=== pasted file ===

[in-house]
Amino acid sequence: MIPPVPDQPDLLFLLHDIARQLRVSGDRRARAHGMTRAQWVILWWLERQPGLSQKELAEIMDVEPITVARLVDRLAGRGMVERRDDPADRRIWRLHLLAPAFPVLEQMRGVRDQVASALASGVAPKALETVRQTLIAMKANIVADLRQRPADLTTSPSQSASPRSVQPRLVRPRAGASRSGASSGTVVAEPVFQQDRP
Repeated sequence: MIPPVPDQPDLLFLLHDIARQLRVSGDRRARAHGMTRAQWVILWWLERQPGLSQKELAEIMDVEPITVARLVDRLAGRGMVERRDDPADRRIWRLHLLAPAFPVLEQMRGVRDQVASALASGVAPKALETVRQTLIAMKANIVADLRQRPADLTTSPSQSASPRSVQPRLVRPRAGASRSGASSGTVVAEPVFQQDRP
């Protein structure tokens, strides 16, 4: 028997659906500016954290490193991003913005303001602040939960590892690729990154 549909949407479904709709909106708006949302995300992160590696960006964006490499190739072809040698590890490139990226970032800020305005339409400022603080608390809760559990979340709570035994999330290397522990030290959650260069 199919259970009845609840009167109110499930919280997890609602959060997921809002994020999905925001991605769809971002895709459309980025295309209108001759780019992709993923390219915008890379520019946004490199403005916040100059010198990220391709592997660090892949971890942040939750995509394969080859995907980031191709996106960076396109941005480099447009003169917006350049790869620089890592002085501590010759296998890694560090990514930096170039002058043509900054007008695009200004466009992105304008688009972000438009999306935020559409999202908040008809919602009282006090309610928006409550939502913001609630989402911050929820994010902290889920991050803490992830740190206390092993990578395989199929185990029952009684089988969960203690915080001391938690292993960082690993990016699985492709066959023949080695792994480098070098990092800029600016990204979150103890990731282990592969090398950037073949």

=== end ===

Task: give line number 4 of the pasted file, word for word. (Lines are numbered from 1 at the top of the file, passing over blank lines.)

């Protein structure tokens, strides 16, 4: 028997659906500016954290490193991003913005303001602040939960590892690729990154 549909949407479904709709909106708006949302995300992160590696960006964006490499190739072809040698590890490139990226970032800020305005339409400022603080608390809760559990979340709570035994999330290397522990030290959650260069 199919259970009845609840009167109110499930919280997890609602959060997921809002994020999905925001991605769809971002895709459309980025295309209108001759780019992709993923390219915008890379520019946004490199403005916040100059010198990220391709592997660090892949971890942040939750995509394969080859995907980031191709996106960076396109941005480099447009003169917006350049790869620089890592002085501590010759296998890694560090990514930096170039002058043509900054007008695009200004466009992105304008688009972000438009999306935020559409999202908040008809919602009282006090309610928006409550939502913001609630989402911050929820994010902290889920991050803490992830740190206390092993990578395989199929185990029952009684089988969960203690915080001391938690292993960082690993990016699985492709066959023949080695792994480098070098990092800029600016990204979150103890990731282990592969090398950037073949």